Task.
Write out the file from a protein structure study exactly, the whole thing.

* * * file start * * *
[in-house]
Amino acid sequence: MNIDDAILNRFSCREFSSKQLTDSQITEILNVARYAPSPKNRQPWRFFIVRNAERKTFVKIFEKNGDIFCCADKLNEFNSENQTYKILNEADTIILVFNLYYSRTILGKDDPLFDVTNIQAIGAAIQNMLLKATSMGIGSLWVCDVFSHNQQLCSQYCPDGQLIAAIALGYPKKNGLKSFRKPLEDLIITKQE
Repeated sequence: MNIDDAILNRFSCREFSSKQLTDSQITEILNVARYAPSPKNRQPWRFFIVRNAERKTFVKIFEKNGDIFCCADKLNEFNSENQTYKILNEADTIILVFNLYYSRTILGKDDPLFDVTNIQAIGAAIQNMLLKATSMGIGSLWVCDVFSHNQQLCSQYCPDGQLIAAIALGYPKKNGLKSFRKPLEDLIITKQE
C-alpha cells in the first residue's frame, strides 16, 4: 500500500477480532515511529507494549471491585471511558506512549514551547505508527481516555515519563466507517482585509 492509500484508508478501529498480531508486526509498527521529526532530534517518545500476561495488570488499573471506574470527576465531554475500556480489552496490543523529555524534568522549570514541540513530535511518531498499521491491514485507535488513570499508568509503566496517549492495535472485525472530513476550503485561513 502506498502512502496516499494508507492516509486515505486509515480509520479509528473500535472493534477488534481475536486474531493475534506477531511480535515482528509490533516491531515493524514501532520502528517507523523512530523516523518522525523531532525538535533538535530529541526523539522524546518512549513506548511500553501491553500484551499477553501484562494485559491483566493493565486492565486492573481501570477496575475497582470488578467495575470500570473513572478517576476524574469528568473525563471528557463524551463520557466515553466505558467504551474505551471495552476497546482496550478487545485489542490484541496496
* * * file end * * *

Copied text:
[in-house]
Amino acid sequence: MNIDDAILNRFSCREFSSKQLTDSQITEILNVARYAPSPKNRQPWRFFIVRNAERKTFVKIFEKNGDIFCCADKLNEFNSENQTYKILNEADTIILVFNLYYSRTILGKDDPLFDVTNIQAIGAAIQNMLLKATSMGIGSLWVCDVFSHNQQLCSQYCPDGQLIAAIALGYPKKNGLKSFRKPLEDLIITKQE
Repeated sequence: MNIDDAILNRFSCREFSSKQLTDSQITEILNVARYAPSPKNRQPWRFFIVRNAERKTFVKIFEKNGDIFCCADKLNEFNSENQTYKILNEADTIILVFNLYYSRTILGKDDPLFDVTNIQAIGAAIQNMLLKATSMGIGSLWVCDVFSHNQQLCSQYCPDGQLIAAIALGYPKKNGLKSFRKPLEDLIITKQE
C-alpha cells in the first residue's frame, strides 16, 4: 500500500477480532515511529507494549471491585471511558506512549514551547505508527481516555515519563466507517482585509 492509500484508508478501529498480531508486526509498527521529526532530534517518545500476561495488570488499573471506574470527576465531554475500556480489552496490543523529555524534568522549570514541540513530535511518531498499521491491514485507535488513570499508568509503566496517549492495535472485525472530513476550503485561513 502506498502512502496516499494508507492516509486515505486509515480509520479509528473500535472493534477488534481475536486474531493475534506477531511480535515482528509490533516491531515493524514501532520502528517507523523512530523516523518522525523531532525538535533538535530529541526523539522524546518512549513506548511500553501491553500484551499477553501484562494485559491483566493493565486492565486492573481501570477496575475497582470488578467495575470500570473513572478517576476524574469528568473525563471528557463524551463520557466515553466505558467504551474505551471495552476497546482496550478487545485489542490484541496496